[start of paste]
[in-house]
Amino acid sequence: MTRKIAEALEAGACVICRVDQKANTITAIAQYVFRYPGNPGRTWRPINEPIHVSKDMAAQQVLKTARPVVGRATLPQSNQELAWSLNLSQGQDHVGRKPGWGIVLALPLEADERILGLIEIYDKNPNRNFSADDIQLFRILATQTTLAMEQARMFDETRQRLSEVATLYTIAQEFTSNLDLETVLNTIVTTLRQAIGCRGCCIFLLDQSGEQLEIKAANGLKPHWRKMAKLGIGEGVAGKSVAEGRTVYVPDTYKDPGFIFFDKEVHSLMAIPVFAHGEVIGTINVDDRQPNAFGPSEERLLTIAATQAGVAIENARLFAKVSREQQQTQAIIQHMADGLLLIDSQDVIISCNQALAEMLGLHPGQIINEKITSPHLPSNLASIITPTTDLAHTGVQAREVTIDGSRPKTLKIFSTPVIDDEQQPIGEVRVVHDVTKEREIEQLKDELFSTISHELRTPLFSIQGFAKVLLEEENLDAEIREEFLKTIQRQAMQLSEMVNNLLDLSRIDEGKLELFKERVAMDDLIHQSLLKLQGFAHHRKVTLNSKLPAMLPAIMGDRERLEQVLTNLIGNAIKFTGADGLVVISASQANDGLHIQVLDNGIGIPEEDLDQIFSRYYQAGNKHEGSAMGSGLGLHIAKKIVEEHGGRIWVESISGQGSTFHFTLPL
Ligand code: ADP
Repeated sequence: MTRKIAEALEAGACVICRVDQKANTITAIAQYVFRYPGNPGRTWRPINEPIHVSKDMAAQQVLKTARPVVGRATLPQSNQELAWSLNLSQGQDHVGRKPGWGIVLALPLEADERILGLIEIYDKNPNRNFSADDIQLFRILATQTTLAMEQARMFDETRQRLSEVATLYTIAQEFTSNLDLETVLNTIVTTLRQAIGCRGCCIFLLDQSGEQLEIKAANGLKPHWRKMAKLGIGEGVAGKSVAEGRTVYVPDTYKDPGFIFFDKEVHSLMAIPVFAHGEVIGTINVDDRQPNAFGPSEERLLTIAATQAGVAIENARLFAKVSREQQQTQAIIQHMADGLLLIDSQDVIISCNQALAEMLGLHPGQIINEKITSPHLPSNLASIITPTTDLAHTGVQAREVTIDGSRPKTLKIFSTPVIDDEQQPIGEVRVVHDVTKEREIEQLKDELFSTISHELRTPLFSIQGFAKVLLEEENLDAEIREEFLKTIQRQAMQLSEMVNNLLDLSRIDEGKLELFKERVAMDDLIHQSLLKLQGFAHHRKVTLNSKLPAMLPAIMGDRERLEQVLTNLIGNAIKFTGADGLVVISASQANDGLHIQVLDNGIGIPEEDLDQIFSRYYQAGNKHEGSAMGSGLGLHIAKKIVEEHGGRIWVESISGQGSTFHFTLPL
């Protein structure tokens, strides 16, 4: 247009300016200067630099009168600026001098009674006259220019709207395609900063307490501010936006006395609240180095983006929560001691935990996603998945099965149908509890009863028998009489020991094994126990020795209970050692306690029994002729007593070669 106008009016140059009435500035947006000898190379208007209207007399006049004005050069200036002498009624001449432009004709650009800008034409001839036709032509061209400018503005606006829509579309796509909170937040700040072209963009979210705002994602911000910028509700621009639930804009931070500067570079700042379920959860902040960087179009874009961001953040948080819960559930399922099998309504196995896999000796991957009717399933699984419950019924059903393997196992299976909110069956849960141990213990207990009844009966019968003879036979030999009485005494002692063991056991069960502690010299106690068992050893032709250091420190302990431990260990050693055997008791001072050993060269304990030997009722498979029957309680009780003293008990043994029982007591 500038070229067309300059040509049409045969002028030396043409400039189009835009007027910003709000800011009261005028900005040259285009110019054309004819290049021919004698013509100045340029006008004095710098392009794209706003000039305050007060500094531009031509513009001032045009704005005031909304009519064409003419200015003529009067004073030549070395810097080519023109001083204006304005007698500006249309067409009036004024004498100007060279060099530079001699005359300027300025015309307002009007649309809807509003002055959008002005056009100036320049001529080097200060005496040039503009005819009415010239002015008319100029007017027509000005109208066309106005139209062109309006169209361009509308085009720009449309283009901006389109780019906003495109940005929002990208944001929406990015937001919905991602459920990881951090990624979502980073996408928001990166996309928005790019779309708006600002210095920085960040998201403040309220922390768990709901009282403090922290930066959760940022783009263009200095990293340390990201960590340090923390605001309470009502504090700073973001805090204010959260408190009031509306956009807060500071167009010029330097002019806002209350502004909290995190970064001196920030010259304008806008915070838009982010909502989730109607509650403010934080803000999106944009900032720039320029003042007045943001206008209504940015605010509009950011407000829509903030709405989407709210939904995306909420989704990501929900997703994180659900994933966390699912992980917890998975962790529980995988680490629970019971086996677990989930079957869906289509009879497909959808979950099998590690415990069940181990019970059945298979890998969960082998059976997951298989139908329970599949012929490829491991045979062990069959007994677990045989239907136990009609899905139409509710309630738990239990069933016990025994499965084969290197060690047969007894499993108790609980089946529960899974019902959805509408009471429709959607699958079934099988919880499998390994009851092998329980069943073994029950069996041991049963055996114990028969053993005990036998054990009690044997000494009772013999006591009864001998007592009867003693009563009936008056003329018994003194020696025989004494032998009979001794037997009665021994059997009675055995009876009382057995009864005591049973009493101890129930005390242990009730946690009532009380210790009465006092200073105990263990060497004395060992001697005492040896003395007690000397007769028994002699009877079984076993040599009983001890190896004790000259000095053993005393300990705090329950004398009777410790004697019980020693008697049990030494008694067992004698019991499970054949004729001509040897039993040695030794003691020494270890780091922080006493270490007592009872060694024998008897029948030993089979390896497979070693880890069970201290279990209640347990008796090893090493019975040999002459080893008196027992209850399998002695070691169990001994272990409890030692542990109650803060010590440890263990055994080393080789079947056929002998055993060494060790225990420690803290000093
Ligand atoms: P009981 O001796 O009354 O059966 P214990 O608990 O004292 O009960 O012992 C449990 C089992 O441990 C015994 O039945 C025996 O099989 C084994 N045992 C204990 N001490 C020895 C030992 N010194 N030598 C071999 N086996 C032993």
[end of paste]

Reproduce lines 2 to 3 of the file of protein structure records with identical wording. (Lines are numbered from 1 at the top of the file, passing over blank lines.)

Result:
Amino acid sequence: MTRKIAEALEAGACVICRVDQKANTITAIAQYVFRYPGNPGRTWRPINEPIHVSKDMAAQQVLKTARPVVGRATLPQSNQELAWSLNLSQGQDHVGRKPGWGIVLALPLEADERILGLIEIYDKNPNRNFSADDIQLFRILATQTTLAMEQARMFDETRQRLSEVATLYTIAQEFTSNLDLETVLNTIVTTLRQAIGCRGCCIFLLDQSGEQLEIKAANGLKPHWRKMAKLGIGEGVAGKSVAEGRTVYVPDTYKDPGFIFFDKEVHSLMAIPVFAHGEVIGTINVDDRQPNAFGPSEERLLTIAATQAGVAIENARLFAKVSREQQQTQAIIQHMADGLLLIDSQDVIISCNQALAEMLGLHPGQIINEKITSPHLPSNLASIITPTTDLAHTGVQAREVTIDGSRPKTLKIFSTPVIDDEQQPIGEVRVVHDVTKEREIEQLKDELFSTISHELRTPLFSIQGFAKVLLEEENLDAEIREEFLKTIQRQAMQLSEMVNNLLDLSRIDEGKLELFKERVAMDDLIHQSLLKLQGFAHHRKVTLNSKLPAMLPAIMGDRERLEQVLTNLIGNAIKFTGADGLVVISASQANDGLHIQVLDNGIGIPEEDLDQIFSRYYQAGNKHEGSAMGSGLGLHIAKKIVEEHGGRIWVESISGQGSTFHFTLPL
Ligand code: ADP